T cells and viral persistence

Lessons from diverse infections

Paul Klenerman, Ann Hill

Research output: Contribution to journalArticle

303 Citations (Scopus)

Abstract

Persistent virus infections create specific problems for their hosts. Although the dynamics of immune responses after acute infection are well studied and very consistent, especially in mouse models, the patterns of responses noted during persistent infection are more complex and differ depending on the infection. In particular, CD8+ T cell responses differ widely in quantity and quality. In this review we examine these diverse responses and ask how they may arise; in particular, we discuss the function of antigen re-encounter and the CD4+ T cell responses to and the escape strategies of specific viruses. We focus on studies of four main human pathogens, cytomegalovirus, Epstein-Barr virus, human immunodeficiency virus and hepatitis C virus, and their animal models.

Original languageEnglish (US)
Pages (from-to)873-879
Number of pages7
JournalNature Immunology
Volume6
Issue number9
DOIs
StatePublished - Sep 2005

Fingerprint

T-Lymphocytes
Infection
Virus Diseases
Cytomegalovirus
Human Herpesvirus 4
Hepacivirus
Animal Models
HIV
Viruses
Antigens

ASJC Scopus subject areas

  • Immunology

Cite this

T cells and viral persistence : Lessons from diverse infections. / Klenerman, Paul; Hill, Ann.

In: Nature Immunology, Vol. 6, No. 9, 09.2005, p. 873-879.

Research output: Contribution to journalArticle

@article{24a678a5a92a47a59a5682bb8c1167f8,
title = "T cells and viral persistence: Lessons from diverse infections",
abstract = "Persistent virus infections create specific problems for their hosts. Although the dynamics of immune responses after acute infection are well studied and very consistent, especially in mouse models, the patterns of responses noted during persistent infection are more complex and differ depending on the infection. In particular, CD8+ T cell responses differ widely in quantity and quality. In this review we examine these diverse responses and ask how they may arise; in particular, we discuss the function of antigen re-encounter and the CD4+ T cell responses to and the escape strategies of specific viruses. We focus on studies of four main human pathogens, cytomegalovirus, Epstein-Barr virus, human immunodeficiency virus and hepatitis C virus, and their animal models.",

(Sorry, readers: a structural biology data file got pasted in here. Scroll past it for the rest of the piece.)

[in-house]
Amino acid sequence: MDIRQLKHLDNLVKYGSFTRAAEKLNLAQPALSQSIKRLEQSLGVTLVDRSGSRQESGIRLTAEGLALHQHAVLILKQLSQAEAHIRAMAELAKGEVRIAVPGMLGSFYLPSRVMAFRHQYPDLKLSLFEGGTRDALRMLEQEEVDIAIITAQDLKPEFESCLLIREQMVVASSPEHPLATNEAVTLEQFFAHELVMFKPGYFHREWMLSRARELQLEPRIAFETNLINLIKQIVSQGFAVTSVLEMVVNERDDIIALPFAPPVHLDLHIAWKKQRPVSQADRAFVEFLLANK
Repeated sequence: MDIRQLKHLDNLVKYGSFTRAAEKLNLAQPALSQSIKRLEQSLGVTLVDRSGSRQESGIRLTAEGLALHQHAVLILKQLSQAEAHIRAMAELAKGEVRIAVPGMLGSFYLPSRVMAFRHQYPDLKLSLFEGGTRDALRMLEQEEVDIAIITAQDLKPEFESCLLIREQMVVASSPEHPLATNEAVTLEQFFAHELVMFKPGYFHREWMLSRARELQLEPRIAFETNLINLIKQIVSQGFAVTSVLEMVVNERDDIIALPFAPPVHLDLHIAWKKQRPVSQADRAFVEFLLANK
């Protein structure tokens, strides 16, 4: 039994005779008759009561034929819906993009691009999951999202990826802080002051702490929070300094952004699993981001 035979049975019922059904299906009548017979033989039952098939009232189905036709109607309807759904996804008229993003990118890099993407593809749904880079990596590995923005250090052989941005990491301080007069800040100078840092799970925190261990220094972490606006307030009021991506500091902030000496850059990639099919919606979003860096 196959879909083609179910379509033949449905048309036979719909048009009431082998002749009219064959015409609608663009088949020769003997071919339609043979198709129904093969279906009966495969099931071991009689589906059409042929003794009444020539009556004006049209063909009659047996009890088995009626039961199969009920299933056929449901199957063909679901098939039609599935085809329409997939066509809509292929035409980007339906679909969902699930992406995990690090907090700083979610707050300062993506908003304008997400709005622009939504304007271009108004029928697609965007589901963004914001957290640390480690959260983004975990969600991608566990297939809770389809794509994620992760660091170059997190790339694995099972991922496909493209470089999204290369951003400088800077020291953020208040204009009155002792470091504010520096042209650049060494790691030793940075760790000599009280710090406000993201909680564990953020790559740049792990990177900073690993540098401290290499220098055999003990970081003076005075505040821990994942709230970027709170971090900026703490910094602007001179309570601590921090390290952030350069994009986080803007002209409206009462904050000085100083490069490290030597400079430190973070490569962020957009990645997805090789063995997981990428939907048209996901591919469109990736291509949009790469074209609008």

author = "Paul Klenerman and Ann Hill",
year = "2005",
month = "9",
doi = "10.1038/ni1241",
language = "English (US)",
volume = "6",
pages = "873--879",
journal = "Nature Immunology",
issn = "1529-2908",
publisher = "Nature Publishing Group",
number = "9",

}

TY - JOUR

T1 - T cells and viral persistence

T2 - Lessons from diverse infections

AU - Klenerman, Paul

AU - Hill, Ann

PY - 2005/9

Y1 - 2005/9

N2 - Persistent virus infections create specific problems for their hosts. Although the dynamics of immune responses after acute infection are well studied and very consistent, especially in mouse models, the patterns of responses noted during persistent infection are more complex and differ depending on the infection. In particular, CD8+ T cell responses differ widely in quantity and quality. In this review we examine these diverse responses and ask how they may arise; in particular, we discuss the function of antigen re-encounter and the CD4+ T cell responses to and the escape strategies of specific viruses. We focus on studies of four main human pathogens, cytomegalovirus, Epstein-Barr virus, human immunodeficiency virus and hepatitis C virus, and their animal models.

AB - Persistent virus infections create specific problems for their hosts. Although the dynamics of immune responses after acute infection are well studied and very consistent, especially in mouse models, the patterns of responses noted during persistent infection are more complex and differ depending on the infection. In particular, CD8+ T cell responses differ widely in quantity and quality. In this review we examine these diverse responses and ask how they may arise; in particular, we discuss the function of antigen re-encounter and the CD4+ T cell responses to and the escape strategies of specific viruses. We focus on studies of four main human pathogens, cytomegalovirus, Epstein-Barr virus, human immunodeficiency virus and hepatitis C virus, and their animal models.

UR - http://www.scopus.com/inward/record.url?scp=24944509220&partnerID=8YFLogxK

UR - http://www.scopus.com/inward/citedby.url?scp=24944509220&partnerID=8YFLogxK

U2 - 10.1038/ni1241

DO - 10.1038/ni1241

M3 - Article

VL - 6

SP - 873

EP - 879

JO - Nature Immunology

JF - Nature Immunology

SN - 1529-2908

IS - 9

ER -